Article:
Thursday, March 13, 2008

7 Safety Tips for the Office That Keep Everyone Safe

In a day and age where you are almost jaded by the multicolored security alerts that are displayed on the television news every day, it is not surprising that safety notices posted at work are quite often also disregarded or not even read anymore. New hires are required to read a safety manual and sign on the dotted line that they read and understood all of the instructions given, but when push comes to shove, it is anyone's guess if they are not only willing but also able to follow the proper safety precautions and procedures. In addition to the foregoing, after a few months or even years, much of what was read in the early days of employment is forgotten.

As an employer who has to shoulder the insurance payments, it is not at all surprising that you might be wondering how to keep everyone safe at the office. After all, you do not want to waste valuable time with more safety meetings than are absolutely necessary, but at the same time you want to make sure that you have protected yourself against any claims of liability. To this end, here are 7 safety tips for the office that keep everyone safe:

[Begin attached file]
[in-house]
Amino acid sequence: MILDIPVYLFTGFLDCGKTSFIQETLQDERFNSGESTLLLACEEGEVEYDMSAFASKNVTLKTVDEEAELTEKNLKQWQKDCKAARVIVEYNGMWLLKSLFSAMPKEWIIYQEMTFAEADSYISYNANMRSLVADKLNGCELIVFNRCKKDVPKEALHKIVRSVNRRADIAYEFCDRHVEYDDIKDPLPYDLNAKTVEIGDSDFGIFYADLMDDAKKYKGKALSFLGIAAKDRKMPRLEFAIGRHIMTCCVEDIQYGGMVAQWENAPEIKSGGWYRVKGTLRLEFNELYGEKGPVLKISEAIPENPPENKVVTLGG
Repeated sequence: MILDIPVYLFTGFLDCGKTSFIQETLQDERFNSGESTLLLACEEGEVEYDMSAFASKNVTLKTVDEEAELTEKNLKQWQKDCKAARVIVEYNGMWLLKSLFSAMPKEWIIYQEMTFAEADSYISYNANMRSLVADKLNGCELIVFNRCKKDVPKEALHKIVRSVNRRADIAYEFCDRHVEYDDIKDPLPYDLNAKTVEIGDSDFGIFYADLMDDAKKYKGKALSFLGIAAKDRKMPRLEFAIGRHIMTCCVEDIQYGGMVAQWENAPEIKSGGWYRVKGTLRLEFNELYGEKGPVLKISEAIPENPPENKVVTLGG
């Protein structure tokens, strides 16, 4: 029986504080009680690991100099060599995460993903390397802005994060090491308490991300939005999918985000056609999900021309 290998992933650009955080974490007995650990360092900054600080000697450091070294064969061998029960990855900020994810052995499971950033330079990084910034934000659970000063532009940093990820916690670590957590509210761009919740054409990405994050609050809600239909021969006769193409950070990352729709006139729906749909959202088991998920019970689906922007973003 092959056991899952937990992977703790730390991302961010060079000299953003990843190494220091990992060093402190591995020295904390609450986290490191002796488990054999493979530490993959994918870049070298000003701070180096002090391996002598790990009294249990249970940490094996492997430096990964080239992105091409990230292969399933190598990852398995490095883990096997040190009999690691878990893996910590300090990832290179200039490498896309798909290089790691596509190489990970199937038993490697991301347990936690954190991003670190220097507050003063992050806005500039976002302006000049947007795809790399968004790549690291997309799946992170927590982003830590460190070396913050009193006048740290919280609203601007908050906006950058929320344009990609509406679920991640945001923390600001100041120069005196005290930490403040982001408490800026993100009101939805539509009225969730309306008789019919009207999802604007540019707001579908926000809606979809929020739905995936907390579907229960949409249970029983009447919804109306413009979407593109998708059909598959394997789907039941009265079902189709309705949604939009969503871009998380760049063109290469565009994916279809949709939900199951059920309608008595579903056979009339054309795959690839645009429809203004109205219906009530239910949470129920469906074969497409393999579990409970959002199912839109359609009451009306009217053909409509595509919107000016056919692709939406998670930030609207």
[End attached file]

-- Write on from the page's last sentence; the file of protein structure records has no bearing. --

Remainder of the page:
1. Safety rules and procedures should be periodically reviewed. Once a year is a good rule of thumb. The odds are good that you will think of incidents that require mentioning. Upon revision of the safety rules, make sure a copy of the entire safety rules and regulations is handed out to every employee. Have the employees sign a notice that they received the book and that it is their responsibility to read it and follow all of the rules set forth in the book.

2. Have an office layout that makes sense. The coffeemaker should not be stored precariously above the copier or fax machine. Similarly, an aquarium or some plants that require watering should not be set within close proximity of any electric devices, such as computers.

3. Have emergency numbers, such as fire, police, ambulance, animal control, and the non-emergency number of the local police department taped below each phone on a laminated card.

4. Make sure you have safety equipment available. If you are operating a doctor's office where bodily fluids may expose employees to risk, or if you have an attorney's office where heavy boxes of evidence and files need to be lifted, specialized equipment that will prevent contamination or back injuries are required.

5. Prevent junk from piling up. This includes old and new phone books, boxes, and carts that may obstruct emergency exits.

6. Do not take short cuts with the electrical cords. Daisy chaining is a practice that is used to safe a buck, but in the end it may cost you a lot more than had you purchased one cord long enough to do the job.

7. Last but not least, perhaps the most important of the 7 safety tips for the office that keep everyone safe is surprisingly simple: have fire extinguishers available in strategic locations of your office.